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  1. #1
    "Big old guy"
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    Widest Drop Bars you can get?

    O.K. I told you all there would more questions.

    I'm going to get the touring bike built and I have to decide between flat bars and drops. I've always found drop bars too low and somewhat squirelly(sp) to ride. The person who is going to build my bike has said that's because the bikes I have ridden were too small and the bars too low. He thinks drop bars are the way to go but will build for flat bars (I presenly use the Nashbar trecking bar) I guess you can change later but you need to change stems because of the different frame length for drop bars.

    Anyway I think that I am going to try using drop bars but there is a problem, I have massive shoulders (I wear a 54 inch jacket) and drop bars seem to be built for little racers and are very narrow. Does anyone know where I can find some really wide bars?

    Thanks for the help, I think the planning is as much fun as the riding.

  2. #2
    Geek Extraordinaire sivat's Avatar
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    The Nitto Noodle Bar comes in a 48cm width. thats about as wide as i've seen.
    I'd rather have a bottle in front of me than a frontal lobotomy.

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    Robert Beckman mentions having used his own custom bars up to 60 cm wide.

    I think the widest commercial bars are 48 cm from Nitto.

    There was something by Wilderness called Dirt drops that are designed to provided added control for those wanting to use drops on an MTB where leverage is an issue. They appear to have been much loved by the few people that bought them... Here is a URL - http://www.rivendellbicycles.com/htm...atlantis2.html
    I'm not a fan of moustache configuration bars so I am not sure if these really are drops or somewhere between regular wide, flat, bars and drops.

    I started several threads on making chromoly bars, and got some interesting answers, though none to the touring point. I'm pressing ahead with my hopes to make my own bars. But it's one of many projects that may or may not really happen.

    I'm real wide in the shoulders and I have 44 or 46 cm bars depending on whether one measures from maximum centerline or OAW. I don't find they are uncomfortable, and if you end up touring in the wind you want to hide as much as possible... I have ridden my 700c bike on some sandy trails and did not like the control of the narrow bars almost as though some clip on bars to the side would have been an aid...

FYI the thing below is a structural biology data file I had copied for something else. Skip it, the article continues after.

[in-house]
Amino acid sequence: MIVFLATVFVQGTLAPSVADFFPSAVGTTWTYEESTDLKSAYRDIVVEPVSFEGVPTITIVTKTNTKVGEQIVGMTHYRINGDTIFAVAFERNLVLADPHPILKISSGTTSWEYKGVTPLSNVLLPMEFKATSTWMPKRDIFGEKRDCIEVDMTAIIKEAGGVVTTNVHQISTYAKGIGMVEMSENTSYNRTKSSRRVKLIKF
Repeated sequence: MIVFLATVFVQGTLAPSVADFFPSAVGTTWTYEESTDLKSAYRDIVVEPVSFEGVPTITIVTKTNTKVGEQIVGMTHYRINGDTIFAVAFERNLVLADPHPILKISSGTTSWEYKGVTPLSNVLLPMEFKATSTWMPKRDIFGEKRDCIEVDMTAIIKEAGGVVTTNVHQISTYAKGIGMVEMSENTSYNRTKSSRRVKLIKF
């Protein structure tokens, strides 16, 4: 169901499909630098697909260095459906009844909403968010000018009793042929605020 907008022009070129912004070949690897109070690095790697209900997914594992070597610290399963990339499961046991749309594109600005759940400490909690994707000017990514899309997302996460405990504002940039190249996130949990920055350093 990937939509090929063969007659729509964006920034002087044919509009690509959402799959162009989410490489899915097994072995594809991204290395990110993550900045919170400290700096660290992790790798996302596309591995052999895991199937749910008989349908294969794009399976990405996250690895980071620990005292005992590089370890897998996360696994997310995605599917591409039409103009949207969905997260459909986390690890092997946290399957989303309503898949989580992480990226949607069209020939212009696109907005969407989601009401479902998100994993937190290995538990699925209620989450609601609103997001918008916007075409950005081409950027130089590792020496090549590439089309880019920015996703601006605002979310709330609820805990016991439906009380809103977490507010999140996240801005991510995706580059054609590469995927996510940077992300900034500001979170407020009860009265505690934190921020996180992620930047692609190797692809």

I'm sure this doesn't apply here, but one sees some really unsafe and not effective stuff relative to bars. Compare the kind of person who isn't comfortable on their bike and is riding with their body braced to the bars, wants a wide platform for comfort, to someone who has bent arms is a little tucked (even if they are in a touring upright position, has a supple movement with the bars. On any longer tours even a couch potato will probably morph into proper bar use as the body adapts.

  4. #4
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    Son of a *** the WTB DD s are back!

  5. #5
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    Quote Originally Posted by Peterpan1
    Robert Beckman mentions having used his own custom bars up to 60 cm wide.

    I think the widest commercial bars are 48 cm from Nitto.

    There was something by Wilderness called Dirt drops that are designed to provided added control for those wanting to use drops on an MTB where leverage is an issue. They appear to have been much loved by the few people that bought them... Here is a URL - http://www.rivendellbicycles.com/htm...atlantis2.html
    I'm not a fan of moustache configuration bars so I am not sure if these really are drops or somewhere between regular wide, flat, bars and drops.